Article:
Looking for lions, and lost luggage, on safari in Namibia

“If you need a clean shirt, you can borrow one of mine. I’m sure everyone could throw a shirt or pair of shorts your way.” When the men on your safari trip start offering you items from their own limited clothing, you know your personal hygiene is of public concern.

My nine-day safari in Namibia started with one of the worst discoveries for a traveller who’d just  spent 33-hours getting to her destination: My luggage was missing. I was about to embark on a unique adventure under warm sun and bright blue skies but my malaria pills, sunblock and five-blade razor were nowhere to be found.

A low for sure during my trip to experience the beauty of Namibia, but lows were far outweighed by highs. Here, a breakdown of both and why I look forward to going back.

High, for those prone to car sickness  Etosha National Park is about 450 kilometres north of Namibia’s capital, Windhoek. The drive is flat and straight, which is a bonus for someone who may be concerned about motion sickness or who might want to get a little sleep after a long flight. I am both of these people.

High, for first-timers  The park is approximately 22,000 square kilometres and I can see why it’s a perfect safari destination. Watering holes are scattered across Etosha making it easy to spot all sorts of wildlife. Wildebeests, rhinos, giraffes, zebras and elephants can be found quenching their thirst, and in the case of a herd of elephants we came across, taking a midday shower. There are few things that have taken my breath away as much as being only several feet away from a herd of wild elephants on their own turf.

High, for animal lovers  Eland, kudu, springbok, oryx: We saw hundreds of these different antelope species during our drives through the park. Antelope of all sizes travel in large groups and their grey and tan colours help them blend in with short bushes and trees in the distance. Looking out towards the landscape, you might think there aren’t any animals nearby, but blink and you will realize hundreds of springbok are grazing while hiding in plain sight.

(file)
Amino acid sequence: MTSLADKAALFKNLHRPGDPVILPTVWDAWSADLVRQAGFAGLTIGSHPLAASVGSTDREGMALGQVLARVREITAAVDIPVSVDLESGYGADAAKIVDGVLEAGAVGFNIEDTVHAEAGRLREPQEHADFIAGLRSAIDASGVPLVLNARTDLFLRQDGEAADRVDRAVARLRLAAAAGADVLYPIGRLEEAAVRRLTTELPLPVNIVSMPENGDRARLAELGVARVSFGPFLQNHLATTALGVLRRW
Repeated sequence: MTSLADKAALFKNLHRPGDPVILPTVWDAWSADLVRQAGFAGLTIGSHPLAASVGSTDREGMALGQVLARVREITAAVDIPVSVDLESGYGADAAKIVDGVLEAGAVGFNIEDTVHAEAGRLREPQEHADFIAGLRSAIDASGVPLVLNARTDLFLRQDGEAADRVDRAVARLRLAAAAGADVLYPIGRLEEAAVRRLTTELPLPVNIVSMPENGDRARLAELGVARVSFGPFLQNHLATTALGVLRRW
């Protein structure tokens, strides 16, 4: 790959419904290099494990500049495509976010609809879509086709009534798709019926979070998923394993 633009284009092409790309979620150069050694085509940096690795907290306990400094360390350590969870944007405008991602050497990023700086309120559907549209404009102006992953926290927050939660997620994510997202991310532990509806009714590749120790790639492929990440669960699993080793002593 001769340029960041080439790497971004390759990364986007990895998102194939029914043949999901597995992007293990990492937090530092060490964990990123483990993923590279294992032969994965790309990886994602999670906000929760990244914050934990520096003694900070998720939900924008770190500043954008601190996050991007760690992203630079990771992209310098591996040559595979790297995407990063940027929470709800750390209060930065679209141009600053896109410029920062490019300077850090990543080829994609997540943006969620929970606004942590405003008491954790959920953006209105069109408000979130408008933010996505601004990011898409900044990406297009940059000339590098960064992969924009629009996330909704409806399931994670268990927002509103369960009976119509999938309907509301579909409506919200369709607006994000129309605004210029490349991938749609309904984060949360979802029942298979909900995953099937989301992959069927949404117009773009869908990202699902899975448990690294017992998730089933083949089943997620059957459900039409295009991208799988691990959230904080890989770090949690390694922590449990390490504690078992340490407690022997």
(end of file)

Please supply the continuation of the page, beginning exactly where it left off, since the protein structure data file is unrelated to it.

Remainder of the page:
Another highlight of the safari was taking a boat ride along the Kwando river when visiting the Bwabwata National Park in Caprivi. Though they appear like rocks in the distance, hippos are skilled at spying at people with just their eyes and ears above water. Get a little closer and they grunt, show off the impressively wide range of their jaws, and potentially charge at your boat if you get too close. Though they look fun, hippos are actually the most dangerous mammal in Africa. You do not want to be the white marble in a game of Hungry, Hungry Hippo (probably a real low on a trip).

Low, for vegetarians  We were served game meat — all the varieties of antelope we saw during our safari expeditions— at each lodge we stayed at during the trip. Exciting for meat lovers. For vegetarians, not so much. Our safari guide joked that there are no vegetarians in Namibia. A Namibian on the trip who was experiencing safari for the first time said she would literally die without meat. I trust both of these statements to be of popular belief but not factually correct.

High, for me and my fellow travellers  Did I have to wear random men’s cargo shorts and quick-dry shirts? Fortunately, on my third day in Namibia, in the middle of massive safari park — truly in the middle of nowhere — while seeing my first wild elephants at a watering hole, a beat-up station wagon tracked me down and delivered my suitcase. The relief and sheer joy of having my belongings (Moisturizer! A hat! Razor with all five blades!) combined with the beauty of Namibia and the excitement of wild animals was the ultimate high.

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